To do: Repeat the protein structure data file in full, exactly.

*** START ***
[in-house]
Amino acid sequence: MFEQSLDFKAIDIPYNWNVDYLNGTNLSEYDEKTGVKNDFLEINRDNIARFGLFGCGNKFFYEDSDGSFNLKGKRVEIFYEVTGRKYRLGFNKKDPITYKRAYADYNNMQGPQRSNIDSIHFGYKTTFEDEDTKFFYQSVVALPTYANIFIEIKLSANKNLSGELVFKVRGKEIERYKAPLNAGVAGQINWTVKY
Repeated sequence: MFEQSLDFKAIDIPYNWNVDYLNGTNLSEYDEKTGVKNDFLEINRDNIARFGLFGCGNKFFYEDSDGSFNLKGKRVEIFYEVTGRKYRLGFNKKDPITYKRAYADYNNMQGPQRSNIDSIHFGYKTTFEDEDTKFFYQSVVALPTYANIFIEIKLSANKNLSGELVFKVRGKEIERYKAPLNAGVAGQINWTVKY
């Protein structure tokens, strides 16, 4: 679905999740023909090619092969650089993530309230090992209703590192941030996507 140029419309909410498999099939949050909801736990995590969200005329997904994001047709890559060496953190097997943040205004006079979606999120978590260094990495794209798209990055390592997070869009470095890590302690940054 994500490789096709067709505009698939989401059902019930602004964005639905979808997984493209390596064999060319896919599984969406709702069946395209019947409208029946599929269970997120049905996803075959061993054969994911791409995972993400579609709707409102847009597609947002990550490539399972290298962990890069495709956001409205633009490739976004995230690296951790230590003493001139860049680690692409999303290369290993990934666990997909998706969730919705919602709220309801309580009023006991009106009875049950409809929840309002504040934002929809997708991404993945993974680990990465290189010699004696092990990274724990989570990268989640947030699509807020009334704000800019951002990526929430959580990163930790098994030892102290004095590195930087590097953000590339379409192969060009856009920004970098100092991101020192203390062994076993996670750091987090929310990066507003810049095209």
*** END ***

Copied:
[in-house]
Amino acid sequence: MFEQSLDFKAIDIPYNWNVDYLNGTNLSEYDEKTGVKNDFLEINRDNIARFGLFGCGNKFFYEDSDGSFNLKGKRVEIFYEVTGRKYRLGFNKKDPITYKRAYADYNNMQGPQRSNIDSIHFGYKTTFEDEDTKFFYQSVVALPTYANIFIEIKLSANKNLSGELVFKVRGKEIERYKAPLNAGVAGQINWTVKY
Repeated sequence: MFEQSLDFKAIDIPYNWNVDYLNGTNLSEYDEKTGVKNDFLEINRDNIARFGLFGCGNKFFYEDSDGSFNLKGKRVEIFYEVTGRKYRLGFNKKDPITYKRAYADYNNMQGPQRSNIDSIHFGYKTTFEDEDTKFFYQSVVALPTYANIFIEIKLSANKNLSGELVFKVRGKEIERYKAPLNAGVAGQINWTVKY
């Protein structure tokens, strides 16, 4: 679905999740023909090619092969650089993530309230090992209703590192941030996507 140029419309909410498999099939949050909801736990995590969200005329997904994001047709890559060496953190097997943040205004006079979606999120978590260094990495794209798209990055390592997070869009470095890590302690940054 994500490789096709067709505009698939989401059902019930602004964005639905979808997984493209390596064999060319896919599984969406709702069946395209019947409208029946599929269970997120049905996803075959061993054969994911791409995972993400579609709707409102847009597609947002990550490539399972290298962990890069495709956001409205633009490739976004995230690296951790230590003493001139860049680690692409999303290369290993990934666990997909998706969730919705919602709220309801309580009023006991009106009875049950409809929840309002504040934002929809997708991404993945993974680990990465290189010699004696092990990274724990989570990268989640947030699509807020009334704000800019951002990526929430959580990163930790098994030892102290004095590195930087590097953000590339379409192969060009856009920004970098100092991101020192203390062994076993996670750091987090929310990066507003810049095209």